How does the TV show Supergirl represent gender? Part #10
In the 17th episode of the Supergirl’s second season, we see several examples of the characters breaking gender stereotypes. Last week, I discussed the relationship between Kara and Mon el, and this week, I will be focusing on Mon el’s parents, Rhea and Lar.
Unlike the villains we see in other superhero shows like Arrow, The Flash, and Legends of Tomorrow, many of the villains in Supergirl have been female. Some examples are Livewire, Silver Banshee, Bizarro, Astra, Indigo, Lillian Luthor, and now Rhea.
Lar and Rhea are aliens from the planet Daxamite, and previously thought their son, Mon El, had been dead, until they discovered him living on Earth. Lar and Rhea insist on bringing Mon el back to Daxamite, and had made it clear that they will not take no for an answer. However, Mon el wants to stay on Earth because of his girlfriend Kara. Eventually, Lar agrees to let his son go, despite Rhea’s objections.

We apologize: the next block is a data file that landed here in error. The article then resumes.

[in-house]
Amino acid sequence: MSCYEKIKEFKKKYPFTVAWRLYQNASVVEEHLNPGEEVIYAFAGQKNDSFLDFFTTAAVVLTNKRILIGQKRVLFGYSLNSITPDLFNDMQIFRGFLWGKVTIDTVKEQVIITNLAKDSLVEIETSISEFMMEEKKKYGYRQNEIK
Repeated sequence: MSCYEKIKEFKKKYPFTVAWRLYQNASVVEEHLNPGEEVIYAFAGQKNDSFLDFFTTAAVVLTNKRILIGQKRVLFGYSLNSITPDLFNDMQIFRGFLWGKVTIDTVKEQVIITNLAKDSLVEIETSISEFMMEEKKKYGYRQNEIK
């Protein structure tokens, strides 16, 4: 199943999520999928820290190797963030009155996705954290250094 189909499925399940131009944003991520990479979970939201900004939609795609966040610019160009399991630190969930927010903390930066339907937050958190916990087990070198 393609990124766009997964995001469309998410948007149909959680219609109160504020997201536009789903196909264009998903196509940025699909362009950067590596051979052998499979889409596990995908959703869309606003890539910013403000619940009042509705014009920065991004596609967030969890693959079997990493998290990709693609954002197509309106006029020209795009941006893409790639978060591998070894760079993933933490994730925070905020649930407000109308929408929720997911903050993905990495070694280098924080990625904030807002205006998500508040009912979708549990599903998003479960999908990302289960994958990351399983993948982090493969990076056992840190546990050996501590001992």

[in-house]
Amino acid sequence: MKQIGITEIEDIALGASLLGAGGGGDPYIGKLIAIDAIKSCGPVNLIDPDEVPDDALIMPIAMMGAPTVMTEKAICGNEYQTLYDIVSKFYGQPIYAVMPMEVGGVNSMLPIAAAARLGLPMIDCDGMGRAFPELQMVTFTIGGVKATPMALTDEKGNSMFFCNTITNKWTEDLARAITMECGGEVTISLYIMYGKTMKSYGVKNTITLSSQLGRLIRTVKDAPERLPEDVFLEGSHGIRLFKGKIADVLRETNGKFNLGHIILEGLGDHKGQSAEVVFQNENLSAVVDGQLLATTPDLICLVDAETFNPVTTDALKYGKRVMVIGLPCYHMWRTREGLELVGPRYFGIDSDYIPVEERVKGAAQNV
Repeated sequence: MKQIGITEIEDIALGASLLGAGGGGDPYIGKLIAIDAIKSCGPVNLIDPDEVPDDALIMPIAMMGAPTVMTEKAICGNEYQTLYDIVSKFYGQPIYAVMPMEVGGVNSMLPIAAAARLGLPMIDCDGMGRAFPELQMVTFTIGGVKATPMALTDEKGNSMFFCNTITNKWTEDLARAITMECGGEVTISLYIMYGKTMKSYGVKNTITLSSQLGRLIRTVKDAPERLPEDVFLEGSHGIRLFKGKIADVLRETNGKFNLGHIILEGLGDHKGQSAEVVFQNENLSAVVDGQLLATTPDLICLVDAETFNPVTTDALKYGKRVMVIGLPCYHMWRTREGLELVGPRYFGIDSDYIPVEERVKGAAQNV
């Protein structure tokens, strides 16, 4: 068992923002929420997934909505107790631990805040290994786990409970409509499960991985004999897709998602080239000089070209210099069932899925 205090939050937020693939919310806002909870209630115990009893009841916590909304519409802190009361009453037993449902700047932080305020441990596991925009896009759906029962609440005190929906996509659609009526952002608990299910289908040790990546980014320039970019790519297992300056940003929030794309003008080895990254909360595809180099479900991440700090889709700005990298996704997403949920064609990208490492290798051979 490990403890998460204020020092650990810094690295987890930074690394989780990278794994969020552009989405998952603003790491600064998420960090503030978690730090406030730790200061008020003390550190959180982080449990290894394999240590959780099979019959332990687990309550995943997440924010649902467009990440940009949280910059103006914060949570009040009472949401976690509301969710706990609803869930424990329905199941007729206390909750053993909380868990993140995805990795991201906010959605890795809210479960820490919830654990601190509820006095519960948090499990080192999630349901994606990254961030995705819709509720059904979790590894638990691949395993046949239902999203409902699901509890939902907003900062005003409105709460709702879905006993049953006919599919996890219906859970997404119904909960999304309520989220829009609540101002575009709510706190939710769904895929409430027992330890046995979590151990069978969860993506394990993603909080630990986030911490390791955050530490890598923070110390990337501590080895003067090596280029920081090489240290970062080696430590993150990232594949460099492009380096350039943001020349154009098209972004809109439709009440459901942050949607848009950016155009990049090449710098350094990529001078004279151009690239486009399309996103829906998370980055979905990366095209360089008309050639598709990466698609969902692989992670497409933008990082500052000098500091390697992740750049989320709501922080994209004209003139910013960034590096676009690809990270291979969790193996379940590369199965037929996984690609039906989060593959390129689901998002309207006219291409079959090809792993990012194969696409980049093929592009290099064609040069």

In the scene below, Lar is presented as being sensitive, because he understands the love Mon el has for Kara, and all Lar wants is for his son to be happy. Rhea, on the other hand, cannot seem to grasp that idea. When Lar hugs his wife, Rhea stabs him, killing him, clearly indicating that she will stop at nothing until she gets her son back.
This scene breaks several gender stereotypes. Despite Lar being the man, husband, and the king of Daxam, he is more submissive, while his wife is more dominant. She is the one truly in control of her kingdom. Before this episode, Lar had listened to every order that his wife gave him with no objections. When he finally did something of his own will, Rhea killed him.
Rhea shows no feelings or emotions for both her son and her husband. She doesn’t care that her son fell in love, she just wants him back for her own selfish gain. She is cold, cunning, and shows absolutely no remorse for murdering her husband. This goes against the stereotype of a woman who is often portrayed as overemotional, helpless, powerless, and weak.
Lar also goes against the stereotype of a man, because he is not presented as being assertive, violent, physically strong, or emotionless.
Some observations to make note of is that she is wearing black, while her husband is wearing light gray/blue clothing (symbol of good/evil), and she is more powerful than him despite being shorter than him and taking up less space on the screen.